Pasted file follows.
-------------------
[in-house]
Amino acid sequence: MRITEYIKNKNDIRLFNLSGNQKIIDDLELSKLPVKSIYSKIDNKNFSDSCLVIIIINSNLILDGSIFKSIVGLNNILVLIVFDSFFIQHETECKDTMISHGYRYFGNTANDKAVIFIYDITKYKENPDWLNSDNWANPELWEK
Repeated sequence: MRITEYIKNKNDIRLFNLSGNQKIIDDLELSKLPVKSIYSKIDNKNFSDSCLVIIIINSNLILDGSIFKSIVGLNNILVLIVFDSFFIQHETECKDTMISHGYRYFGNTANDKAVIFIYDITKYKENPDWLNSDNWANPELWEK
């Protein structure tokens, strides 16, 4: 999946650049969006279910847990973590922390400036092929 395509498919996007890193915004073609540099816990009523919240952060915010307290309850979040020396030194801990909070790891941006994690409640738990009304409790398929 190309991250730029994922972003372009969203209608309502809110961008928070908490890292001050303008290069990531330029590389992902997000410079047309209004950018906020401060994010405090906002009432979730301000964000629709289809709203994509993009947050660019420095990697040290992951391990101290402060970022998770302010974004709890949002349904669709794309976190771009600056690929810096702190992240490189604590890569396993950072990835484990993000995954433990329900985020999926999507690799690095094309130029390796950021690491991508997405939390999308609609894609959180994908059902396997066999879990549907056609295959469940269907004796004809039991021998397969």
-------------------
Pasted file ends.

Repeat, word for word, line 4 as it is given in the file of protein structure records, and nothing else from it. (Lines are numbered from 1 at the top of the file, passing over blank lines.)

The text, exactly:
């Protein structure tokens, strides 16, 4: 999946650049969006279910847990973590922390400036092929 395509498919996007890193915004073609540099816990009523919240952060915010307290309850979040020396030194801990909070790891941006994690409640738990009304409790398929 190309991250730029994922972003372009969203209608309502809110961008928070908490890292001050303008290069990531330029590389992902997000410079047309209004950018906020401060994010405090906002009432979730301000964000629709289809709203994509993009947050660019420095990697040290992951391990101290402060970022998770302010974004709890949002349904669709794309976190771009600056690929810096702190992240490189604590890569396993950072990835484990993000995954433990329900985020999926999507690799690095094309130029390796950021690491991508997405939390999308609609894609959180994908059902396997066999879990549907056609295959469940269907004796004809039991021998397969």